Early Woodland Period (1000 BC – 200 BC) In the Mid-Atlantic region, the Early Woodland Period is believed to have been a continuation of Late Archaic traditions. Native peoples slowly became more sophisticated in adapting to their environment. Population slowly increased. There were steadily more trade contacts between regions. An important trade route connecting the North Georgia Mountains and Tennessee River Valley with the Potomac River Valley passed through the Shenandoah Valley. It intersected major east-west trade routes at Harpers Ferry, WV and Roanoke, VA, where the James River passes through the Blue Ridge Mountains. At least as early as around 600 BC the Adena Culture reached the northern Shenandoah Valley from the Ohio Valley. None of the Adena sites in Virginia have been radiocarbon dated. Official Commonwealth of Virginia Native American histories do not even mention the Adena Culture. However, as stated earlier, the Native Americans of the Ridge and Valley Province in Virginia were often more similar culturally to contemporaries in West Virginia than Virginia. Of course, West Virginia was part of Virginia until the Civil War. The archaeological evidence for the Adena Culture will be discussed in Part 4. There are petroglyphs scattered throughout the Massanutten Mountains, east of Strasburg and Woodstock, VA. Even though most are within the Shenandoah National Forest, few have been either cataloged or studied. They probably date from the Woodland Period,...

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Paleo-Indian Period

Most of the Shenandoah Valley is part of the Ridge and Valley Province that extends from southeastern New York to northwest of Atlanta, GA. The eastern flank of the valley is part of the Blue Ridge Mountains that extend from eastern Pennsylvania to northern suburbs of Atlanta, GA. The Blue Ridge Mountains are composed of igneous and metamorphic rocks. The southern end of the Shenandoah Valley contains also igneous rock outcrops, known as “mow hills” that are the remnants of ancient volcanoes. Most of the valley is underlain by sedimentary or metamorphic rocks that were originally sedimentary. Early Paleo-Indian Period (15,500 BC? – 10,000 BC) During the maximum extent of North America’s glaciers during the Pleistocene Geological Period, the Shenandoah Valley would have been similar in appearance to Lapland in northern Scandinavia today. Stunted conifers and birches were clustered around rivers and streams. The bottom of the valley was covered with mosses, grass and hardy shrubs. The mountains were snow-capped for much or all of the year. However, to date no evidence has been found of glaciers. The mountain slopes would have been permanently frozen, rocky and partially covered with moss. At the peak of glacial expanse, sea level was about 360 feet (120 meters) lower than today. Virginia might have extended another 100 miles to the east during that period. Animals typical of the arctic tundra, such as...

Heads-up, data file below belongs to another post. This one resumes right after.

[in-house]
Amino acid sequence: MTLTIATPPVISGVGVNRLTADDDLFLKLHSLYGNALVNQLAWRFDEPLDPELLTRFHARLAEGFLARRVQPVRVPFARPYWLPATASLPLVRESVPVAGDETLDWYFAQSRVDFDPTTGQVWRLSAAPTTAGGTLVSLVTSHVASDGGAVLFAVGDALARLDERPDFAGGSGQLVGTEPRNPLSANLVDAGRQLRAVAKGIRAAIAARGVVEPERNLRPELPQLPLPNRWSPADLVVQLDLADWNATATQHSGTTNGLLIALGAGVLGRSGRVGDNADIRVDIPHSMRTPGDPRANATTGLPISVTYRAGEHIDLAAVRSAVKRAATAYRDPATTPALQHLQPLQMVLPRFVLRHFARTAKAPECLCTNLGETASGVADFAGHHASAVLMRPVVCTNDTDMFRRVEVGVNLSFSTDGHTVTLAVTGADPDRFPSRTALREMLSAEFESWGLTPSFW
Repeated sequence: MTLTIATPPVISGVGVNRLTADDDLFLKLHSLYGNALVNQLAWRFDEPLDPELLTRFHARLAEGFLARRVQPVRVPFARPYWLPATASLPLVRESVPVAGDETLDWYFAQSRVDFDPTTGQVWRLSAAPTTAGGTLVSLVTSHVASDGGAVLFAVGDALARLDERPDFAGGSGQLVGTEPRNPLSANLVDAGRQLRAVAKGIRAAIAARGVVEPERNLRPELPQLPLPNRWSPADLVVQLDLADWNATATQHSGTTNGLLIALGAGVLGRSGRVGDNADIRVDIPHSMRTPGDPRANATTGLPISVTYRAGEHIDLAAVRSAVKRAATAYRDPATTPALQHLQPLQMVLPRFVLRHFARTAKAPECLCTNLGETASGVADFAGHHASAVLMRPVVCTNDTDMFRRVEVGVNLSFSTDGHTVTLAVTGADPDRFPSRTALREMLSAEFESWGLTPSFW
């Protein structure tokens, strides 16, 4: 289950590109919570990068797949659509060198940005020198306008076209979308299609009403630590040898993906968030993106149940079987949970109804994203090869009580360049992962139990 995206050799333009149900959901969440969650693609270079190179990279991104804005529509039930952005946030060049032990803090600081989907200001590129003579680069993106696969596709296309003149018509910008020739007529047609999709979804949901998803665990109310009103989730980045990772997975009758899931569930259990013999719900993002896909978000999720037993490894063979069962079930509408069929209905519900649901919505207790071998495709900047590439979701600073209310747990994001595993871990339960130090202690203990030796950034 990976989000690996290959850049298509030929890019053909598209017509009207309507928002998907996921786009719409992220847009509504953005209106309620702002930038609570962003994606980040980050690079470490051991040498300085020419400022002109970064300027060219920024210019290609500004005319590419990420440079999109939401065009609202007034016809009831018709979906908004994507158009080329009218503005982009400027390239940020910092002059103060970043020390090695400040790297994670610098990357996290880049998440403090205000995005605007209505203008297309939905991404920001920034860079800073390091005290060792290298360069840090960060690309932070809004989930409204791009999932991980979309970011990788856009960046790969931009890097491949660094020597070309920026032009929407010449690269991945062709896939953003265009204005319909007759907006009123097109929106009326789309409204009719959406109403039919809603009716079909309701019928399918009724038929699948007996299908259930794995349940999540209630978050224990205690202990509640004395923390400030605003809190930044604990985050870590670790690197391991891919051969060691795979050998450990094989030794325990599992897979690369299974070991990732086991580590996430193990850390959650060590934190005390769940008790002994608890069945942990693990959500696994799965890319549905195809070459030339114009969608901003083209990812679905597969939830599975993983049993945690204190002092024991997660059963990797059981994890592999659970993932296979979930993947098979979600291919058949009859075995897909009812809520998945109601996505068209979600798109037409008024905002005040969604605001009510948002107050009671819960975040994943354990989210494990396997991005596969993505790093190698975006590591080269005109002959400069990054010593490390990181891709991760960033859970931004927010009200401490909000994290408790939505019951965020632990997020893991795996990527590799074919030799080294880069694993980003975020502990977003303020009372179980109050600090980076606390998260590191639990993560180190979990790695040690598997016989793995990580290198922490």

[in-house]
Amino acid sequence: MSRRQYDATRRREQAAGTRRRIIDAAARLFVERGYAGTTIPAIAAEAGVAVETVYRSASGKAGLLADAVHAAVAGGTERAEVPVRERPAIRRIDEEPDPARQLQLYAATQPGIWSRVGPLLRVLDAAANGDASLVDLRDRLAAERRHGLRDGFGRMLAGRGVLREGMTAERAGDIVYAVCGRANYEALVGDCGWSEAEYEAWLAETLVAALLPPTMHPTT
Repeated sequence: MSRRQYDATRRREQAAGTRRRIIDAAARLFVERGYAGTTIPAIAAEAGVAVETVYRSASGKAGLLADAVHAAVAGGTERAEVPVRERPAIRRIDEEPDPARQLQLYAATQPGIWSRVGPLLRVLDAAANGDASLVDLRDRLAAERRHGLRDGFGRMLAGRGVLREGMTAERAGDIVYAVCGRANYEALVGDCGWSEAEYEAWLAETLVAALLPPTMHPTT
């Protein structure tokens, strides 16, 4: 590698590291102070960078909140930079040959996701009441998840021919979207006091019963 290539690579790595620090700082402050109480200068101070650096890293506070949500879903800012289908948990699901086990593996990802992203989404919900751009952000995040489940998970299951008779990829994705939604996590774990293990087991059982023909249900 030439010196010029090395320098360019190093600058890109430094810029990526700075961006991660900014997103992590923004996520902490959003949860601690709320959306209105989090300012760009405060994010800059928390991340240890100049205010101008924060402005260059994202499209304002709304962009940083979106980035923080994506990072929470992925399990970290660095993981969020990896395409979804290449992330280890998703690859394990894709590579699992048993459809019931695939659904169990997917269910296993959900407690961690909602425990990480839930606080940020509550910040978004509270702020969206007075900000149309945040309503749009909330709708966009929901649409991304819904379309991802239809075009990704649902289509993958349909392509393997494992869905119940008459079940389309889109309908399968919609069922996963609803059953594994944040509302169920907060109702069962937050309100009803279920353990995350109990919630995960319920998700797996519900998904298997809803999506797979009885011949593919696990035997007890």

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Exploration and Settlement of the Shenandoah Valley

The first recorded exploration of the Shenandoah Valley was by German immigrant, Johann Lederer, and several associates in 1670. They went as far west as present day Strasburg, VA, then turned around. His journey came on the heels of a decade of ethnic cleansing by the Rickohockens. Colonel Cadwallader Jones explored the central part of the valley in 1673. Colonial records do not document any more expeditions until 1705, when George Ritter, from Bern, Switzerland, led a party into the heart of the Shenandoah Valley, then decide to settle east of the valley. In 1719, Thomas Fairfax, 6th Lord of Cameron, inherited the 5,282,000 acre Northern Neck proprietary estate in what is now Northern Virginia. Unlike most portions of the British North American colonies, it was operated as feudal manor in which tenants paid land rents, rather than owning their farms fee simple. However, some tracts were sold outright to purchasers from prominent families in England, and later in Fairfax’s life, to anyone with the money. Between 1719 and 1732, Robert “King” Carter became extremely wealthy working as Lord Fairfax’s agent. Carter focused sales and rentals on the east side of the Blue Ridge Mountains. There were few settlers in the heart of the Shenandoah Valley until after 1732. That was when Lord Fairfax moved to Virginia and began developing his plantation. He sent agents to Europe to recruit...

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The Rickohockens’ Role in Native American Slavery

During the Third Powhatan War (1644-1646) warriors of the Rickohocken tribe, living near the headwaters of the James River, formed an alliance with Powhatan. They massacred all whites that they encountered as they marched down the James Valley. Over 500 white settlers were killed by the Native alliance. The Rickohockens probably would have destroyed the capital in Jamestown had not they run out of arrows. The colonists counter-attacked with firearms and steel weapons. The Rickohockens sued for peace. In order to keep the Rickohockens from attacking the English colonists again, Royal Governor William Berkeley, began making trade contracts with them that included the purchase of Native American slaves and the sales of firearms. The Rickohockens initially raided Shawnee villages in what is now West Virginia to obtain slaves. Their territory steadily spread southwestward into northeastern Tennessee. French maps of the late 1600s and early 1700s document the movement of Muskogean and Yuchi villages southwestward along the Tennessee River in response to repeated Rickohocken attacks. The Rickohockens’ location near the southern end of the Shenandoah Valley meant that tribes living in the Valley were highly vulnerable to these raids. Unfortunately, there are no corresponding British maps that document ethnic changes in western Virginia. What is documented, though, is that the Native population outside the Rickohocken domain began to drop starkly. Around 1658, when Charles Stuart, the son of the decapitated...